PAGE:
Moving out of your family home can be a very scary thing to do. You will experience many changes and have to make some adjustments.
I was 18 when I went to university. At the time I thought I was very grown up, but I soon discovered that there were a lot of things I had to learn!
As I left my family behind in South Africa when I went to England, moving was a big shock for me. However, a few people in my year were from the local area, so they were able to continue living at home while at university. There are advantages and disadvantages to both options.
One of the benefits of living at home is that you don't have to worry about rent, food or electricity. Not only does this save you a lot of money, but it means you don't have the stress of figuring out how to pay bills or plan a weekly shop. Another advantage is that if you are ever in trouble, your parents will be there to help you through it – whether it's a crisis about the amount of work you have to do or a fight with your best friend. They can also offer lots of practical advice. It also means you never have to be homesick, so in some ways you get the best of both worlds.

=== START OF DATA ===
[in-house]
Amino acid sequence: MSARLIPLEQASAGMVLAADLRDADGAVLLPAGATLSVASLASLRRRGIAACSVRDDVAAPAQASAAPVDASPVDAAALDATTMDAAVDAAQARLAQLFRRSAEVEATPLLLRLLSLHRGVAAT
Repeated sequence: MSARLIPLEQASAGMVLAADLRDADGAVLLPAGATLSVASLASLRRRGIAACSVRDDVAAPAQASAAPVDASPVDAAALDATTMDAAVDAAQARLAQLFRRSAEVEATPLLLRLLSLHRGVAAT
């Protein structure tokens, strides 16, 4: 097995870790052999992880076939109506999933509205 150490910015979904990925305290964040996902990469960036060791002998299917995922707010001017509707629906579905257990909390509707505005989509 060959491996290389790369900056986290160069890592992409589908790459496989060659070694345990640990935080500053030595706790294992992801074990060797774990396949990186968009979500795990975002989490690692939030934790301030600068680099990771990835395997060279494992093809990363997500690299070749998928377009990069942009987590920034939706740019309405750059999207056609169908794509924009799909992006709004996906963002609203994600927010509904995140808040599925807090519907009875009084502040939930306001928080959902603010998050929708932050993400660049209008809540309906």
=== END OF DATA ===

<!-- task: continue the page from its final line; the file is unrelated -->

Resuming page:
That said, I really enjoyed my experience living away from home. One of the greatest advantages for me was that it forced me to grow up, become more mature and learn how to make decisions by myself. I also had to solve problems by myself, like when I lost my credit card and had to call the bank to cancel it. It also allows you more freedom – in my halls, there was no-one to check what time I went to bed or ask if I had done my homework. It also makes you more involved in university life, and you never miss out on anything your friends are doing.
Whether you go to university or not, you will probably end up living by yourself one day. I think it's a very important step in growing up and becoming a more independent person. That said, I do call my mum once a week to chat, and often have questions about how the iron works or what cleaning product is best for kitchen surfaces!